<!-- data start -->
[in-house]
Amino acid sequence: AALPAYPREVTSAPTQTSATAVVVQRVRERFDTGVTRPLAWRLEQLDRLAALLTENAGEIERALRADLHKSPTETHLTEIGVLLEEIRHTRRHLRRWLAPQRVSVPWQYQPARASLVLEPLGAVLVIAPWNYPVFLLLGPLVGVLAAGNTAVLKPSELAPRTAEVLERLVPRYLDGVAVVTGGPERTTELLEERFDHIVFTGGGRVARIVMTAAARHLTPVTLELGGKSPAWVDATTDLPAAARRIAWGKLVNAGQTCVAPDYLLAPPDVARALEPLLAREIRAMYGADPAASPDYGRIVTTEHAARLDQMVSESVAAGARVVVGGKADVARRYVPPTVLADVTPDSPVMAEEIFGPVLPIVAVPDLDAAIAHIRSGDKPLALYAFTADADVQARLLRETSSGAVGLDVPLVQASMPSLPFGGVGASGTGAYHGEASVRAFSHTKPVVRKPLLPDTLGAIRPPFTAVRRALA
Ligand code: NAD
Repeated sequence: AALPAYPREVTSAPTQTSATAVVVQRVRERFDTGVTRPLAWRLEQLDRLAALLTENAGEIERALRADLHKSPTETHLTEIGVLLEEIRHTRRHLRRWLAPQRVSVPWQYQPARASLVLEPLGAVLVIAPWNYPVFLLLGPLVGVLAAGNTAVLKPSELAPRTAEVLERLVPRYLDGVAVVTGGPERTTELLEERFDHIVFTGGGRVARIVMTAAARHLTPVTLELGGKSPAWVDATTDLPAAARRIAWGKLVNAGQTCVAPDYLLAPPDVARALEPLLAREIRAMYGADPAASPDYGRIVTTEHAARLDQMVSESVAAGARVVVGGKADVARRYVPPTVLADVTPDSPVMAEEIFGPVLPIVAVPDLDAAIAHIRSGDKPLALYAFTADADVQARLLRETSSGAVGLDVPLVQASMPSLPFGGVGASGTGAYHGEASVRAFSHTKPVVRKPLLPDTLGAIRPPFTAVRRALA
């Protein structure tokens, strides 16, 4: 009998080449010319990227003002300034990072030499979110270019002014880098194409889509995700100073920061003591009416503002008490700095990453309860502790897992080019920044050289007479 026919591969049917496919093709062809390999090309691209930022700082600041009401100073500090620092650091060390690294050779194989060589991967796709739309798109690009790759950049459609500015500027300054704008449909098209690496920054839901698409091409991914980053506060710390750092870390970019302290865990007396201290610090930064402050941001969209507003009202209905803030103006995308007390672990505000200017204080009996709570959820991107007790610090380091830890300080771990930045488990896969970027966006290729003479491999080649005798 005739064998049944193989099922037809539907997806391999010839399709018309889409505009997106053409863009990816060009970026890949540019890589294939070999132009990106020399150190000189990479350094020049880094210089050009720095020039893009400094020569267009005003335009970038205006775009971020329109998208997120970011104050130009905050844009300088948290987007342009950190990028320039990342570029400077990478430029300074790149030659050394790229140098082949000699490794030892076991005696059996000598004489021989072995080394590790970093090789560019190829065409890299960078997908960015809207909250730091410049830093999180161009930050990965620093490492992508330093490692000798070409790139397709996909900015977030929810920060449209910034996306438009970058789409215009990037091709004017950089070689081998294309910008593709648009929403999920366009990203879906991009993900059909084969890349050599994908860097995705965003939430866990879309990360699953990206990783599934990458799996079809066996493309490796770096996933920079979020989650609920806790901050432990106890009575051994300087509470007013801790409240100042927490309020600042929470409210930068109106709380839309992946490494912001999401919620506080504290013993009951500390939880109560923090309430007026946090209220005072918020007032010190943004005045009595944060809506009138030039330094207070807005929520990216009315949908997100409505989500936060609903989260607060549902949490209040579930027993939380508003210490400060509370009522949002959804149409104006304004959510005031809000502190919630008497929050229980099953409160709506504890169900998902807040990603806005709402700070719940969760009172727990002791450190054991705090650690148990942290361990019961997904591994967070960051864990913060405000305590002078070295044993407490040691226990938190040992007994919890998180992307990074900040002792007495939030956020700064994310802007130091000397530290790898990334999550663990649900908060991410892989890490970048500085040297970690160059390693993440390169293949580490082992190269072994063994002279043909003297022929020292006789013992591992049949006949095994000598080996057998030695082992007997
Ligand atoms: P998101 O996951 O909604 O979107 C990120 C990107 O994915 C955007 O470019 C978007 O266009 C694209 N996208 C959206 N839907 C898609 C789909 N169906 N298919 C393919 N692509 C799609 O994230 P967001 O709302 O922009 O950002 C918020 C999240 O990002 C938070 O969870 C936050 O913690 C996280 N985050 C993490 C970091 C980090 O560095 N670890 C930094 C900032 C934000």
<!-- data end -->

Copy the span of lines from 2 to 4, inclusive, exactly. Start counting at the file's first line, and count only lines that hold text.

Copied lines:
Amino acid sequence: AALPAYPREVTSAPTQTSATAVVVQRVRERFDTGVTRPLAWRLEQLDRLAALLTENAGEIERALRADLHKSPTETHLTEIGVLLEEIRHTRRHLRRWLAPQRVSVPWQYQPARASLVLEPLGAVLVIAPWNYPVFLLLGPLVGVLAAGNTAVLKPSELAPRTAEVLERLVPRYLDGVAVVTGGPERTTELLEERFDHIVFTGGGRVARIVMTAAARHLTPVTLELGGKSPAWVDATTDLPAAARRIAWGKLVNAGQTCVAPDYLLAPPDVARALEPLLAREIRAMYGADPAASPDYGRIVTTEHAARLDQMVSESVAAGARVVVGGKADVARRYVPPTVLADVTPDSPVMAEEIFGPVLPIVAVPDLDAAIAHIRSGDKPLALYAFTADADVQARLLRETSSGAVGLDVPLVQASMPSLPFGGVGASGTGAYHGEASVRAFSHTKPVVRKPLLPDTLGAIRPPFTAVRRALA
Ligand code: NAD
Repeated sequence: AALPAYPREVTSAPTQTSATAVVVQRVRERFDTGVTRPLAWRLEQLDRLAALLTENAGEIERALRADLHKSPTETHLTEIGVLLEEIRHTRRHLRRWLAPQRVSVPWQYQPARASLVLEPLGAVLVIAPWNYPVFLLLGPLVGVLAAGNTAVLKPSELAPRTAEVLERLVPRYLDGVAVVTGGPERTTELLEERFDHIVFTGGGRVARIVMTAAARHLTPVTLELGGKSPAWVDATTDLPAAARRIAWGKLVNAGQTCVAPDYLLAPPDVARALEPLLAREIRAMYGADPAASPDYGRIVTTEHAARLDQMVSESVAAGARVVVGGKADVARRYVPPTVLADVTPDSPVMAEEIFGPVLPIVAVPDLDAAIAHIRSGDKPLALYAFTADADVQARLLRETSSGAVGLDVPLVQASMPSLPFGGVGASGTGAYHGEASVRAFSHTKPVVRKPLLPDTLGAIRPPFTAVRRALA